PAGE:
Cognitive Ability: Applying
Client Needs: Safe and Effective Care Environment
Integrated Process: Nursing Process/Implementation
Content Area: Leadership and Management
Giddens Concepts: Clinical Judgment, Leadership
HESI Concepts:Collaboration/Managing Care, Clinical Decision Making/Clinical Judgment

Awarded 1.0 points out of 1.0 possible points.

 

4.ID: 9476788615

An emergency department (ED) nurse is monitoring a client with suspected acute myocardial infarction (MI) who is awaiting transfer to the coronary intensive care unit. The nurse notes the sudden onset of premature ventricular contractions (PVCs) on the monitor, checks the client's carotid pulse, and determines that the PVCs are not resulting in perfusion. The appropriate action by the nurse is:

A.       Documenting the findings

B.       Asking the ED health care provider to check the client Correct

C.      Continuing to monitor the client's cardiac status

D.      Informing the client that PVCs are expected after an MI

Rationale: PVCs are a result of increased irritability of ventricular cells. Peripheral pulses may be absent or diminished with the PVCs themselves because the decreased stroke volume of the premature beats may in turn decrease peripheral perfusion. Because other rhythms also cause widened QRS complexes, it is essential that the nurse determine whether the premature beats are resulting in perfusion of the extremities. This is done by palpating the carotid, brachial, or femoral artery while observing the monitor for widened complexes or by auscultating for apical heart sounds. In the situation of acute MI, PVCs may be considered warning dysrhythmias, possibly heralding the onset of ventricular tachycardia or ventricular fibrillation. Therefore the nurse would not tell the client that the PVCs are expected. Although the nurse will continue to monitor the client and document the findings, these are not the most appropriate actions of those provided. The most appropriate action would be to ask the ED health care provider to check the client.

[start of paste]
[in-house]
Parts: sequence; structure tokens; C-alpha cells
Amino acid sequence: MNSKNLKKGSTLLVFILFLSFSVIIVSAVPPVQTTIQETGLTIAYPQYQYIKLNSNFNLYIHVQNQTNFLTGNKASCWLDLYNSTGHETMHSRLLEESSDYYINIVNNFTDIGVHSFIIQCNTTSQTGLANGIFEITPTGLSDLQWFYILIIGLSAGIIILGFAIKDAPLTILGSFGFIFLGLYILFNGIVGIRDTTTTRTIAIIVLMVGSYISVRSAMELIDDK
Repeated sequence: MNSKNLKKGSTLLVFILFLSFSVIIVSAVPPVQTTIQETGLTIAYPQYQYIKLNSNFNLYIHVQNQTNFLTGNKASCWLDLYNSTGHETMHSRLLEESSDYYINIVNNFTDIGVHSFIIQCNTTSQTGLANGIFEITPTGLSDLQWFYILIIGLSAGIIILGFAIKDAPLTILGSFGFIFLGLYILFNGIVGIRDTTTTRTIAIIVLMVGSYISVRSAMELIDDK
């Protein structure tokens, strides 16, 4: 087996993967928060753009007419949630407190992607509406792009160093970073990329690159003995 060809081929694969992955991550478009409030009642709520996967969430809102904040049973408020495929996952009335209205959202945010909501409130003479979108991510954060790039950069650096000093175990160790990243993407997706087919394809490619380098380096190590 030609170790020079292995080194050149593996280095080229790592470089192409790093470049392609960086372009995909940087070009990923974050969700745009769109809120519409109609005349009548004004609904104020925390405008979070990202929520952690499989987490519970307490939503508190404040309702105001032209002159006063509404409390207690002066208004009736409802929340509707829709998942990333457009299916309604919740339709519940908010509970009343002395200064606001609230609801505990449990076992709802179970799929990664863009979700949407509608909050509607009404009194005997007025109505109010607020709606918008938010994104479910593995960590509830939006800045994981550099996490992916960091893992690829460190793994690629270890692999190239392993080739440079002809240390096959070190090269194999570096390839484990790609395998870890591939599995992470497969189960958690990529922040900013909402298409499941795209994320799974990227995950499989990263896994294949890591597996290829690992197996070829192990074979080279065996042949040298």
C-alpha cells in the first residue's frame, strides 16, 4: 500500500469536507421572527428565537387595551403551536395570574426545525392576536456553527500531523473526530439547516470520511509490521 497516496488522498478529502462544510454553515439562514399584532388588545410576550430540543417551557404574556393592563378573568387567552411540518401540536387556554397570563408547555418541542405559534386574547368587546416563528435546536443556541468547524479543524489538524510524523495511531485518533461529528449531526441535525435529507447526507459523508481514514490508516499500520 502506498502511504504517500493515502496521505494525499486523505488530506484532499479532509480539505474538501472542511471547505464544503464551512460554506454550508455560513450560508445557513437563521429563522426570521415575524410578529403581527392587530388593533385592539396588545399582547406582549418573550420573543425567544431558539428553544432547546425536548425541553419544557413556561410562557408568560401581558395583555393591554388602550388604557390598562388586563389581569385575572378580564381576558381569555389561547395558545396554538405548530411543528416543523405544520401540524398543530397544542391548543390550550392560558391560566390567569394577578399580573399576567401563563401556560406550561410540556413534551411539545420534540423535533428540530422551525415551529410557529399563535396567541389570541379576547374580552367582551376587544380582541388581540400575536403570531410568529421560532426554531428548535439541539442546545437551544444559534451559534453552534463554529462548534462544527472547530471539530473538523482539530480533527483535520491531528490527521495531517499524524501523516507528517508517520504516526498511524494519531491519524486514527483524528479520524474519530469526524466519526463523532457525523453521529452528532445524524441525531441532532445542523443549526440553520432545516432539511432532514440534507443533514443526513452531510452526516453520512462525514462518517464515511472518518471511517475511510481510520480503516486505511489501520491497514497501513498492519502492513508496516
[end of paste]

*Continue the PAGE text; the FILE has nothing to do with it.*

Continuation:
Test-Taking Strategy: Use the process of elimination. Recalling the significance of PVCs after acute MI and noting the strategic words "not perfusing" will direct you to the correct option. Review the significance of PVCs after acute MI if you had difficulty with this question.
Reference: Lewis, S., Dirksen, S., Heitkemper, M., & Bucher, L. (2014). Medical-surgical nursing: Assessment and management of clinical problems (9th ed., p. 799). St. Louis: Mosby.
Cognitive Ability: Applying
Client Needs: Physiological Integrity
Integrated Process: Nursing Process/Implementation
Content Area: Critical Care
Giddens Concepts: Clinical Judgment, Perfusion
HESI Concepts: Clinical Decision Making/Clinical Judgment, Perfusion

Awarded 1.0 points out of 1.0 possible points.

 

5.ID: 9476763527